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Exercises 2022

Excercise: an example of a persona

Download the template of the exercise here.

  • Select a person that you think contributes to a sustainable transformation in the food system. You just decide who: for instance a consumer who changes diets, a food activist, an urban gardener, a producer, a food retailer, networker.
  • Do a short interview (just phoning, meeting or otherwise) and ask about (1) activities, (2)transformative actions, (3) ambitions and (4) challenges.
  • Make a persona out of this person (see example in slide 3)
  • Fill out slide 2 of this powerpoint, font size 22.
  • Save the slide as an image (jpeg)
  • Post it before March 30 on the padlet:

During the session on March 31, 2022 we will share our observations

Excercise: May 12, 2022 Role Play

Each team will discuss an action plan/public policy, adopting roles of different stakeholders. The objective of the exercise is to realize that different interests are confronted when trying to adopt public policies in favor of Alternative Food Networks or Sustainable Food Planning. It is also aimed at providing clues about how to identify potential conflicts and to generate open spaces where collective intelligence may emerge.

Instructions: Tutors provide a statement of a basic action plan to be discussed (simple one!) Tutors define the different stakeholders that will take part in the discussion. For each one, tutors prepare a “Card” with the basic information about the role they play (attitude towards AFN, position regarding the action plan under discussion, and basic notions about the power they have, whether economic, influence, knowledge…)

Participants can choose one stakeholder. They can complete the profile explained in the Card m before the session (i.e. by interviewing a real stakeholder). 

Complementary roles for the session are a) one observer who writes down main ideas and afterwards gives feedback on how it went and b) one facilitator that makes sure that all voices are listened to.

The cards follow the "Collaborative framework for food systems transformation." (Bortoletti et al. 2019)

Excercise: collaborative goal setting and visioning

This exercise makes use of the nominal group technique where first each participant fills out the individual goals on a sticky note. When everybody is ready with this step, each copy the goals to the common board, while explaining it. Informative questions can be posed. The moderator helps to organise and groups the goals and all the participants define a set of common goals. These form the basis for the vision. The steps are as follows:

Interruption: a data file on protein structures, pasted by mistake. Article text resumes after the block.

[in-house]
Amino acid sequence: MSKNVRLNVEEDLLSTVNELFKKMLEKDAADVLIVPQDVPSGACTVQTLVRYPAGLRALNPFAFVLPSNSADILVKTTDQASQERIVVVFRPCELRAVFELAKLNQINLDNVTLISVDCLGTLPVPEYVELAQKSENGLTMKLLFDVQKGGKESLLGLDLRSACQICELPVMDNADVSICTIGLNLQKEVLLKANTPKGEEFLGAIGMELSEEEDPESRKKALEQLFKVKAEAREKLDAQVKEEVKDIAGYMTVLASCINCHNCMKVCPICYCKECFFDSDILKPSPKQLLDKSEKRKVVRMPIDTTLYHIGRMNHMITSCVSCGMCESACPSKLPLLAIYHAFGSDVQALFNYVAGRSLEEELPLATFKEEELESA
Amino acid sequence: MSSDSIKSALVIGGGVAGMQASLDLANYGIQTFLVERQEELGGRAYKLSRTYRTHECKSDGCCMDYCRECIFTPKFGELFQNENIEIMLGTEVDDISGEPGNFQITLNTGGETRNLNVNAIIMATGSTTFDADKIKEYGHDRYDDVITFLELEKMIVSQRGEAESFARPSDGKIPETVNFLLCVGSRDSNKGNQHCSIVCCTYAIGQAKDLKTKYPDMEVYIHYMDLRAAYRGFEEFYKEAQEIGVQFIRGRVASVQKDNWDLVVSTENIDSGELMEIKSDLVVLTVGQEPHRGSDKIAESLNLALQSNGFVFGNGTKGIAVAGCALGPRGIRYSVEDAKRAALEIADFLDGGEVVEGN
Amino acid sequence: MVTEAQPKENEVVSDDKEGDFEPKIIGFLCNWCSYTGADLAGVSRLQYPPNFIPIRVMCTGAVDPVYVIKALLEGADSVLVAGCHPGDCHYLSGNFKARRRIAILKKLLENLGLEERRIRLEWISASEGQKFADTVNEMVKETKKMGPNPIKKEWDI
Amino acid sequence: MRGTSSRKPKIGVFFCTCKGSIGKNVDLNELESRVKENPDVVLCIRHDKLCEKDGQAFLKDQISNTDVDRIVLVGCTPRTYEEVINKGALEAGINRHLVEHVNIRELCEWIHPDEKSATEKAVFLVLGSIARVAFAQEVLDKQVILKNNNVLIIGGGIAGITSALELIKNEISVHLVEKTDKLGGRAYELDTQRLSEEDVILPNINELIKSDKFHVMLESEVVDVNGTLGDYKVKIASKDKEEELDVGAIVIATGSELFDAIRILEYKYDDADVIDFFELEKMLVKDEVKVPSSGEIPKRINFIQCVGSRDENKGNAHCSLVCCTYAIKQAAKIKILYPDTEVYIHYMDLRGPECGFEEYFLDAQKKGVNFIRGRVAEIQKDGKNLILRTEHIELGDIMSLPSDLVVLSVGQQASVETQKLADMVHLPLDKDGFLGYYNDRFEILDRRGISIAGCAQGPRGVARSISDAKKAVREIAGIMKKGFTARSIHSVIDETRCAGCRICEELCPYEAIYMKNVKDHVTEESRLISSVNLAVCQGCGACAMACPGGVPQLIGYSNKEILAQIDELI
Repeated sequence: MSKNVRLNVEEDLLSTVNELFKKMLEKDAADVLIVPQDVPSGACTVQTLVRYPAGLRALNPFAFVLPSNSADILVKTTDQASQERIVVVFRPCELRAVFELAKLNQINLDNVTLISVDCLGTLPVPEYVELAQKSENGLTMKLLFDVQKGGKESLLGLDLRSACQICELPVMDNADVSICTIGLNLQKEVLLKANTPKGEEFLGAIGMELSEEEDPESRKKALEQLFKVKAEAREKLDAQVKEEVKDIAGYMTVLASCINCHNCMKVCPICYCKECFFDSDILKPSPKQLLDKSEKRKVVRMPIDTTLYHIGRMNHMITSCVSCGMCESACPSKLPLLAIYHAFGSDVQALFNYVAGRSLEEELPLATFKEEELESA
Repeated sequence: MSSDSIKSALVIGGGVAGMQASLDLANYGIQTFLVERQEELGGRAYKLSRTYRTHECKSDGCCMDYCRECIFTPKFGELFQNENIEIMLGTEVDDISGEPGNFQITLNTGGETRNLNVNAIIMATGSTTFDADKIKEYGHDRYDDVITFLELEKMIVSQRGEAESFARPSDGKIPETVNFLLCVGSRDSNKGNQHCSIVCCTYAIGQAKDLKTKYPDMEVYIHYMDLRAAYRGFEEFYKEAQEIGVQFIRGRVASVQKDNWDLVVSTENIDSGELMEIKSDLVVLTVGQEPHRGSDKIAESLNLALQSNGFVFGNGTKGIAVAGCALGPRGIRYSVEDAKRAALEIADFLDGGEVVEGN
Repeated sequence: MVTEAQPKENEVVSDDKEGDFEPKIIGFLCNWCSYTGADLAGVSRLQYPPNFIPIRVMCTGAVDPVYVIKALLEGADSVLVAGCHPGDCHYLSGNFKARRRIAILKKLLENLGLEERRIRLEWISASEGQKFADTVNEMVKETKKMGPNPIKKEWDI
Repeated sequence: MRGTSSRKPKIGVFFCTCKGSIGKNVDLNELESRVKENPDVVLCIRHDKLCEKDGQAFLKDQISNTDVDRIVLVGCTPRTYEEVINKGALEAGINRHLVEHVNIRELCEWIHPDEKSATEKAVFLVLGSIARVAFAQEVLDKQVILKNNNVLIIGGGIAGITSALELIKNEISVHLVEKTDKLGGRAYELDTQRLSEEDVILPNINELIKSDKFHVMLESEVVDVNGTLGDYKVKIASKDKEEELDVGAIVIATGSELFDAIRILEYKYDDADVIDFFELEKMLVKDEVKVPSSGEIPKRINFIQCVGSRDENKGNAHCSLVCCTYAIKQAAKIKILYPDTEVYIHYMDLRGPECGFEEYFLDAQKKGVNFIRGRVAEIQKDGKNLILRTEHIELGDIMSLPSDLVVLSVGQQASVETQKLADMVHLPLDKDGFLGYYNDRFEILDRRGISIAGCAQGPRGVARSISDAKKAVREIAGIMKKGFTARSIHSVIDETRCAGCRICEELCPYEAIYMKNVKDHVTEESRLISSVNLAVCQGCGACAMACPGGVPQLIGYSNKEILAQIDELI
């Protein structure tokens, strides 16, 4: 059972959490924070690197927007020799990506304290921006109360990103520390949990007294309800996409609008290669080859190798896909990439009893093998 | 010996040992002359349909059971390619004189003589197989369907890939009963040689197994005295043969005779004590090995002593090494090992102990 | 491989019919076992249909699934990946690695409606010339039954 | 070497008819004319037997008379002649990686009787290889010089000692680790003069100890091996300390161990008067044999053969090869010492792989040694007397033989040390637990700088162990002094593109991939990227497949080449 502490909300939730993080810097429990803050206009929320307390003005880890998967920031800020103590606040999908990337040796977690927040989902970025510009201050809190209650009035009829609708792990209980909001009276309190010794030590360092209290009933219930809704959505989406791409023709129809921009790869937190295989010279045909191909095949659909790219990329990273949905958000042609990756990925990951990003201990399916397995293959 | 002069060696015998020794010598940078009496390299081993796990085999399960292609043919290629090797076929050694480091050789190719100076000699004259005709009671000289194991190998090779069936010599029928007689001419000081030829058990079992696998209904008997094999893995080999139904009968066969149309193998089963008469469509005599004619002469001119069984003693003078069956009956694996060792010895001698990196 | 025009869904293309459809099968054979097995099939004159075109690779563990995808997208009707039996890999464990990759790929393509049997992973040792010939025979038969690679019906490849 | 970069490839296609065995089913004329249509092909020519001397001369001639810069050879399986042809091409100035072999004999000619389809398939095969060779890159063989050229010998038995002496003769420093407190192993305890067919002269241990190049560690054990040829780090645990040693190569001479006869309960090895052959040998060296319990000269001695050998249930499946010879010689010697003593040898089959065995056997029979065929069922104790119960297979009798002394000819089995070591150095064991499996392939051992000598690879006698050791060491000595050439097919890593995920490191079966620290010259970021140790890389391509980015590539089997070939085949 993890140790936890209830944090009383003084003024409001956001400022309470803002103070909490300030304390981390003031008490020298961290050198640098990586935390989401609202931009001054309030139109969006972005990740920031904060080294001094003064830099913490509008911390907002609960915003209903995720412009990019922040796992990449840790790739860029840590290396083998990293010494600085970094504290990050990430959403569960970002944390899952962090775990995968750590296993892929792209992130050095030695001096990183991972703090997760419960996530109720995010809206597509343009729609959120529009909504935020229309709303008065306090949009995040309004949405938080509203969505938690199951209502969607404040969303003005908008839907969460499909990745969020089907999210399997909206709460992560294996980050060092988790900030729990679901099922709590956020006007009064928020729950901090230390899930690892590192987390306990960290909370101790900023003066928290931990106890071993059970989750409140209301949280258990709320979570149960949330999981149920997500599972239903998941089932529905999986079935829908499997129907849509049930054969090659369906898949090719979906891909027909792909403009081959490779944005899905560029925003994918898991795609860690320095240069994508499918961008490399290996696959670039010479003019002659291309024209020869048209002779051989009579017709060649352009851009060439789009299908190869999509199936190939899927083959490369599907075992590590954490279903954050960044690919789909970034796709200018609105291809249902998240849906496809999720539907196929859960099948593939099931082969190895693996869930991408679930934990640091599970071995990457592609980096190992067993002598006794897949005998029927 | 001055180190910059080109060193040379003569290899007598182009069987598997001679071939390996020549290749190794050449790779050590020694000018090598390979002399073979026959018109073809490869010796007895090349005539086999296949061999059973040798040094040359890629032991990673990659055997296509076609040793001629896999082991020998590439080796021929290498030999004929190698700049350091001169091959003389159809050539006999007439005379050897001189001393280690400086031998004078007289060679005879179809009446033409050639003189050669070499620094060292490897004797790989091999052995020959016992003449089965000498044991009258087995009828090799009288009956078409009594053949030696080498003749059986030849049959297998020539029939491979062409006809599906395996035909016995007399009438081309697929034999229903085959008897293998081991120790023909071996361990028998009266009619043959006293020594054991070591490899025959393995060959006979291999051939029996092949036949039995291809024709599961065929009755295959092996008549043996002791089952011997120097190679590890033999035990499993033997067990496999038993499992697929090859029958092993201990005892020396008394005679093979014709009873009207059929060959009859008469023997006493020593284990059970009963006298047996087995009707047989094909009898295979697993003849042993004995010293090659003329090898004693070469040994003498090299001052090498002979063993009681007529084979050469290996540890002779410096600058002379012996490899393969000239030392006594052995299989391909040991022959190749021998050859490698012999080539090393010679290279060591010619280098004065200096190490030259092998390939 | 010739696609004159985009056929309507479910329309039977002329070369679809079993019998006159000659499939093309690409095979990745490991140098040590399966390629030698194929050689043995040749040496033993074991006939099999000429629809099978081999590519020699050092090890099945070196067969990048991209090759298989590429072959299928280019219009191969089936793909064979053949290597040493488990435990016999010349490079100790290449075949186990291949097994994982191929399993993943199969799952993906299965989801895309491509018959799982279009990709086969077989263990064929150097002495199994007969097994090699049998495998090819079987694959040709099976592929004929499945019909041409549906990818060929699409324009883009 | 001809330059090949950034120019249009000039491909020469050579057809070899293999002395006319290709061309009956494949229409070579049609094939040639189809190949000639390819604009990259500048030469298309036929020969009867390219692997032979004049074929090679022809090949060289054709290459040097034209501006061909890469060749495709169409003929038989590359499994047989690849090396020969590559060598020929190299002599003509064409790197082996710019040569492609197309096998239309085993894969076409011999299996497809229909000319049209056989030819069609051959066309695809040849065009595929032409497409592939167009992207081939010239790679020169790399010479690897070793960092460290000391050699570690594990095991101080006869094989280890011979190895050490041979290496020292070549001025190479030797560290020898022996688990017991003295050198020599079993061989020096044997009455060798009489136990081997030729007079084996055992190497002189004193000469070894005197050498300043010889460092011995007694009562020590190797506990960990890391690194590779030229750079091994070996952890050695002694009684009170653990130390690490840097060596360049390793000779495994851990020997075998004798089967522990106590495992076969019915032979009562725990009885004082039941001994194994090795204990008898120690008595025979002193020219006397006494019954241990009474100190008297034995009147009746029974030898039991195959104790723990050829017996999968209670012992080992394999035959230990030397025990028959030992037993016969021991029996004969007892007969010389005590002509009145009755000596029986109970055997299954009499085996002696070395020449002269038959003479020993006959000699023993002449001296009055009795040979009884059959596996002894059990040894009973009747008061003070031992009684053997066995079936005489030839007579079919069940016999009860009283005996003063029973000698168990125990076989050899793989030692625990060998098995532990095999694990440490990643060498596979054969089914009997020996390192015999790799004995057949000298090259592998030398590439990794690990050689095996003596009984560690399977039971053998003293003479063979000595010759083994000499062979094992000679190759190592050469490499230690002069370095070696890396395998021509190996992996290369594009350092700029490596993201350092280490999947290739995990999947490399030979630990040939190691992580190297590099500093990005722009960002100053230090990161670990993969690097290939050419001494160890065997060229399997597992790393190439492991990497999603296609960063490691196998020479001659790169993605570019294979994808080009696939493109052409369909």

• Step1 Challenge

Define the food planning challenge you want to address in this process. You may have different challenges on your mind, because landscapes are complex. Focus on one. Make this decision before you start defining goals.

  • Step2 Three goals

Select individually your top 3 strategic goals to address the challenge you work on (and write them on the sticky notes). Use an action-oriented verb, an object, and qualifiers (adjectives and adverbs). Place your sticky notes on the goal bord area and explain.

  • Step3 Organize the goals

Reorganize the board: match similar goals, but keep the diversity and avoid generalizing. Role for the Moderator.

  • Step4 Vote

Vote on your top goals: each one has 5 dots to spend as you wish (one, several or all of your score on a single idea).

  • Step5 Vision

Formulate a vision: bring all your goals together and frame them with an overreaching idea or sentence.

  • Step6 Actions

Select one goal and define 2-3 actions that would lead to this goal. Select on action and try to identify responsibilities, actors, resources and achievable targets in the 3 years to come.

Also after the exercise each team can use the Mural that is designed for the lab. The Mural Links can be found below:

Excercise: monitoring and evaluation - Thursday June 30, 2022

Each team will work in padlets answering the following questions, as a first step for the final phase assignment.

  1. What did you like most about the AESOP4FOOD course?
  2. What did you like least about the AESOP4FOOD course?
  3. What will you take home?
  4. How do you think this course could have been improved?
  5. Did the teaching and learning method work for you?